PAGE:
Yuzuki: … That claim, too, she would dismiss as us “not understanding a thing” about her. It’s only once you have the value system of an adult that Sayashi’s integrity really hits home. She’s the kind of girl you’d be happy if your own daughter became friends with. “Why aren’t you better friends with Sayashi?” “Huh? Ummm… She’s a nice girl and all, but I want to hang out with Eri-chan.” “Eri-chan? That girl’s a bit selfish, isn’t she? Sayashi is good at studying; you’d make your mom proud if you became friends with her. Bring her over to the house next time!” But of course your daughter would only bring over Eri. “Hi there, auntie~!” She’d be exactly like Kimmy in Full House. (laughs) You know, similarly to how Takagi Sayuki resembles the Olson Twins. Like the selfish trickster character who’s actually really beautiful.
Asai: She’s the person it’s more comfortable to hang out with.
Yuzuki: Like, just being around Sayashi, she’d make you think about your own inabilities…
Asai: It’d probably wear you down — both of you.
Yuzuki: I wonder how she’s going to do in America? I definitely think she’s going to be popular over there. She even looks like a Japanese doll.
Asai: She really shouldn’t meet up with Chinami though. If she saw Chinami, who can get by any situation through the sheer power of her smile alone, I bet she’d feel pressured again.
Yuzuki: Even if she couldn’t speak half as good English as Sayashi, Chinami would still be comfortably getting through conversations with simple English like “uh-huh” or “okay.” And then nothing about Sayashi would change — she might as well be back in Japan.
Asai: I mean, Chinami is someone who’s tagging her own posts on Instagram with “#genius!” Sayashi is the type who thinks it’s bad to make mistakes, so she probably doesn’t approach people or ask them questions very much.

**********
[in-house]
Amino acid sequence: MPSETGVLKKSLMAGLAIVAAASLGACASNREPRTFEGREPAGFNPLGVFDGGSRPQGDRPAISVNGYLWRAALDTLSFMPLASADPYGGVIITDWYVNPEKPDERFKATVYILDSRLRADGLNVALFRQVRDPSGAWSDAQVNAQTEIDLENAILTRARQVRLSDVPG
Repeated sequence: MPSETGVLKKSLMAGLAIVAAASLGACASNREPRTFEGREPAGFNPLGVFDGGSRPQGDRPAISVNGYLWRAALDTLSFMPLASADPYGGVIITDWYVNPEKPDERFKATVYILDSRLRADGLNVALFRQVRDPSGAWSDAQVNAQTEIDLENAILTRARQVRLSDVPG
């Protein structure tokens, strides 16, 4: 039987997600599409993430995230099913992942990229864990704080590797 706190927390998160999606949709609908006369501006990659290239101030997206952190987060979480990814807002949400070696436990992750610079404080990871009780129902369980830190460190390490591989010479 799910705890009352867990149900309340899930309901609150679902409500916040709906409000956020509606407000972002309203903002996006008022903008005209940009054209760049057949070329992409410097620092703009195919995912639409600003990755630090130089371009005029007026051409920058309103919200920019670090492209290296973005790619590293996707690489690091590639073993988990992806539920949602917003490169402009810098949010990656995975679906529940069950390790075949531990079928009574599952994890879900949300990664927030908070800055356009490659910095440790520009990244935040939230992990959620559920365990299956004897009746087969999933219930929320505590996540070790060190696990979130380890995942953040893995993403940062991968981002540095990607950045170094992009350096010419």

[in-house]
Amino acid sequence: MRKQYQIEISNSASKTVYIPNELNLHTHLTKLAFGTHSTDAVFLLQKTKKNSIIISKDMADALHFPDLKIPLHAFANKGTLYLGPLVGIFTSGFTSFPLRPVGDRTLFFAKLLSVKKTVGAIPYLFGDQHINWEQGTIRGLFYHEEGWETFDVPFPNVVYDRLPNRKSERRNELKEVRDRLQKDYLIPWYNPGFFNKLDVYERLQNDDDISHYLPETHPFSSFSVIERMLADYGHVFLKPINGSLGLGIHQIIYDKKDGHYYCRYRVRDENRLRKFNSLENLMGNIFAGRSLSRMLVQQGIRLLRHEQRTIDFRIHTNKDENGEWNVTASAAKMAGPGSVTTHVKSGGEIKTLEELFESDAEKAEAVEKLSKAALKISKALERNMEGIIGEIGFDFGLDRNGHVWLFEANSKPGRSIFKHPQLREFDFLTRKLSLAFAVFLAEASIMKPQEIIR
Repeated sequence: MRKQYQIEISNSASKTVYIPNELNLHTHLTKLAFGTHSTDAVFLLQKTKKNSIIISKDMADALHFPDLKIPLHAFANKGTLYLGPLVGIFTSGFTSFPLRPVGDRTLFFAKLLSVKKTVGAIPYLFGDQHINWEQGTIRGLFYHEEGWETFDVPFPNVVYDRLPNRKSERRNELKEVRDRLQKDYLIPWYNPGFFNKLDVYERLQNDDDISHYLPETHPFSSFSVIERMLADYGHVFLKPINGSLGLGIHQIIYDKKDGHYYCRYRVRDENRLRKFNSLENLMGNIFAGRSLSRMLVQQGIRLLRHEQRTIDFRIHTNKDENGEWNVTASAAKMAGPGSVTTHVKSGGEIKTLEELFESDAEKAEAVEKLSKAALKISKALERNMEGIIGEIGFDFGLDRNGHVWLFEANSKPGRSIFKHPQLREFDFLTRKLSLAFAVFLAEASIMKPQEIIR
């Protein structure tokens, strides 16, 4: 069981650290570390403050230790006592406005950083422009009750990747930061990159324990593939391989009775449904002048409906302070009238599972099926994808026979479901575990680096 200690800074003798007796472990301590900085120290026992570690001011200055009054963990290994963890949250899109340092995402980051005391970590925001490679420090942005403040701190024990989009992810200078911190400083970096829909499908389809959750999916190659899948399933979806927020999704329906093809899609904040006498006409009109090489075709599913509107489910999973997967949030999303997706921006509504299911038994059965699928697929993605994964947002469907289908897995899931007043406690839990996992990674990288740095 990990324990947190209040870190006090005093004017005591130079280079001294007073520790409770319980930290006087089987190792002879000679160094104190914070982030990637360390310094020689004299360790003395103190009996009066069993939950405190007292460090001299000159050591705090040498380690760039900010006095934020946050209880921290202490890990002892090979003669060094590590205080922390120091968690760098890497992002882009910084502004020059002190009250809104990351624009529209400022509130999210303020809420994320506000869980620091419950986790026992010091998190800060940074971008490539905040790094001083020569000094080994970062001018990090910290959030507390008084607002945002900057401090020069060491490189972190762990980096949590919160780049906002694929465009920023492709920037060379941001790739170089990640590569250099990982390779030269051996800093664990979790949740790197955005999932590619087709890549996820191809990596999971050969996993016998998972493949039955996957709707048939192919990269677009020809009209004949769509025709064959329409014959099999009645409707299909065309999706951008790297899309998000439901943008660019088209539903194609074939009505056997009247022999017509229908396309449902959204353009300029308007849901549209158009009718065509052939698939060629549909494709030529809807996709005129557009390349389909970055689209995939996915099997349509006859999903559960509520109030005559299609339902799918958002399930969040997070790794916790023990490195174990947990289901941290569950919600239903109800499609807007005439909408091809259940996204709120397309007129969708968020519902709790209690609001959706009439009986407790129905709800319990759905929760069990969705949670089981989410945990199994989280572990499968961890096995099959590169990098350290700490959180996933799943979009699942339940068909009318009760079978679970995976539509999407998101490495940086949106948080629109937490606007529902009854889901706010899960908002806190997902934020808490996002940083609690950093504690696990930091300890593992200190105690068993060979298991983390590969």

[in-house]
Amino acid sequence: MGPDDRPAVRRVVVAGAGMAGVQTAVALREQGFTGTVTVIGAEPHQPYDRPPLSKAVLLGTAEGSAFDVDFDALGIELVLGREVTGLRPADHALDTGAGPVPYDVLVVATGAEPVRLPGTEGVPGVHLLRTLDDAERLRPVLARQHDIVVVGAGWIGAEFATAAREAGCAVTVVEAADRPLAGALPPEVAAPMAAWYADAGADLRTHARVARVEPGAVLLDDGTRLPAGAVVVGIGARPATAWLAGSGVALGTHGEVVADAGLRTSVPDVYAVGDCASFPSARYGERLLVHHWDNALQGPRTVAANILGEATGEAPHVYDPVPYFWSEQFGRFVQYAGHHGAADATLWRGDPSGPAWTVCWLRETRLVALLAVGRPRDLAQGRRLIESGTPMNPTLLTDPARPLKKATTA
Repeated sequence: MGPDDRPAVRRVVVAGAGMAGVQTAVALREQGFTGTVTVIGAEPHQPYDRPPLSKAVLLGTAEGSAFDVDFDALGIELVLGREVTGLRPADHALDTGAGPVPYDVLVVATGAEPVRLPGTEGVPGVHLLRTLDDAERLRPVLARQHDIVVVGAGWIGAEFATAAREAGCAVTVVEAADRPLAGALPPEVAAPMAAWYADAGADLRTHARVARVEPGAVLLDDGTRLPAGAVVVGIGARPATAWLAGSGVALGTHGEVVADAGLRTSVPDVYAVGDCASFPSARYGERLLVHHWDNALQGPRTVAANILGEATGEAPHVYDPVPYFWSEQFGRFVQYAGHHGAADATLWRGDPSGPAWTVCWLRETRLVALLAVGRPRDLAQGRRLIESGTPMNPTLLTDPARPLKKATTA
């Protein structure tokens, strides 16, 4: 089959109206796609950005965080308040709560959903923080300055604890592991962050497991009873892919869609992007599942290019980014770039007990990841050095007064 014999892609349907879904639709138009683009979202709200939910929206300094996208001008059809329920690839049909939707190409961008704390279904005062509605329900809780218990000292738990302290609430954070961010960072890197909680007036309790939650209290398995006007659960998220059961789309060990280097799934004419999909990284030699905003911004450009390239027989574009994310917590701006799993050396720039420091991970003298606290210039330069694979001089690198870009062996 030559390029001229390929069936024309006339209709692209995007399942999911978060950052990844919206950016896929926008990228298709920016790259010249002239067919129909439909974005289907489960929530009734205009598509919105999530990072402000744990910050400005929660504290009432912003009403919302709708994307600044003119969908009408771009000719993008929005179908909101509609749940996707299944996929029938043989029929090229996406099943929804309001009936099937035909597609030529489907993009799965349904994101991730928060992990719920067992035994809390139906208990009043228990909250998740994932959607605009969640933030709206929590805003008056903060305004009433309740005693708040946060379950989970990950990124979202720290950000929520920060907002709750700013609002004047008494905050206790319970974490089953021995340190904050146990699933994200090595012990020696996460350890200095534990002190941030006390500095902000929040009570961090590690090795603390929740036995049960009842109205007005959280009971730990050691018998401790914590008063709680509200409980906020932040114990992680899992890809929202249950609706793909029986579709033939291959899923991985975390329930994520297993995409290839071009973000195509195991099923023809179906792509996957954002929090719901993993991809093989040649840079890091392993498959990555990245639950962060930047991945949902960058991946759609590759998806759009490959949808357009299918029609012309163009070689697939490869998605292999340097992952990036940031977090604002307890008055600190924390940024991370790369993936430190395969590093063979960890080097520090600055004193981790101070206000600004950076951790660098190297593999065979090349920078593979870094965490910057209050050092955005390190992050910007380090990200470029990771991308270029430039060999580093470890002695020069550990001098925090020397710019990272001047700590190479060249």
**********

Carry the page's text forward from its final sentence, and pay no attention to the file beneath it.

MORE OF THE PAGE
Yuzuki: Even if she had a group of people gathered around her, being curious about her, she’d probably just be looking down at the ground. If it was someone like Maro, she’d be warmly welcoming everyone!
Asai: Rather than Maro, I’m recently just busy thinking about Suzuki Keita from Joujou Gundan. He was the MC at Karin-chan’s birthday event, and there was just this very “real man-like” quality about him that I liked. He just has this sense of being this manly, “this guy only has eyes for women his own age” kind of guy, and I was glad they had someone like that communicate with Karin-chan especially. His presence allowed her to reveal her true self and talk openly. To the wota — who sometimes see Karin-chan as this sacred, perfect being — this served the effect of bringing them back to reality.
Yuzuki: Men that age are just the right age for these girls to see them as “easy-to-talk-to older brothers.” If Suzuki was a teacher at an all-girls school, I think he’d be hugely popular but without any admiration or crushes or anything like that. It’s easy to tease him, but he’s also a proper grown-up who would listen to you if you had something to say.
Asai: He’s just right for the job. He wouldn’t curry favor with anyone either. He’s a key person.
Yuzuki: I want to invite him over for a discussion.
Asai: Non-wota, reality-based, hard-working, has the good sense to keep a proper distance… Male MC’s like him give these events a really nice balance.
Yuzuki: “Nanni mo wakacchanai / dare mo wakacchanai / kanashinjau ja nai” (“You don’t understand a thing / no one understands a thing / you’re going to make me sad“).
Asai: Ah, I was starting to speak like I knew what I was talking about again. My bad, my bad. But anyway: “tochuu jitai wa nai / tochuu jitai wa yurusanai” (“I can’t give up halfway / I won’t allow myself to give up halfway“). This is a running theme in Tsunku♂’s lyrics. “Sukatto My Heart,” too, had them repeatedly saying “mou nigedashitari wa shinai” (“I’m not going to run away anymore“).
Yuzuki: “Monogoto no douri ga wakaranai nante sa / tada tomodachi to sugosu no mo muzukashiku naru” (“if you don’t understand the truth behind things / even being around your friends becomes difficult“).
Asai: That’s a nice line. It fits perfectly with the 9th generation episode we were just talking about.
Yuzuki: “Aa onna nara kankaku de wakaru darou” (“ah, if you’re a woman, you should just get it instinctively.“).
Asai: Doesn’t that line kind of piss off women, though?
Yuzuki: Well yeah, if it was a male saying it, I’d just reply with a “oh yeah?” But when you think that it’s the female protagonist saying it, it’s acceptable. There are actually quite a lot of these gender-related things in Tsunku♂’s lyrics that make me go “oh yeah?” like that, but I just like them too much to care.
Asai: It’s Odasaku, Fuku-chan and Sayashi singing right around this part in the song. In the Hello! Station live footage, Odasaku enters the frame with her face in profile — like in a kabuki play.
Yuzuki: “Kodomo da to iu nara / sore demo maa ii kedo” (“if you’re going to call me a child / well, I guess that’s your right“). That’s Kuduu’s line.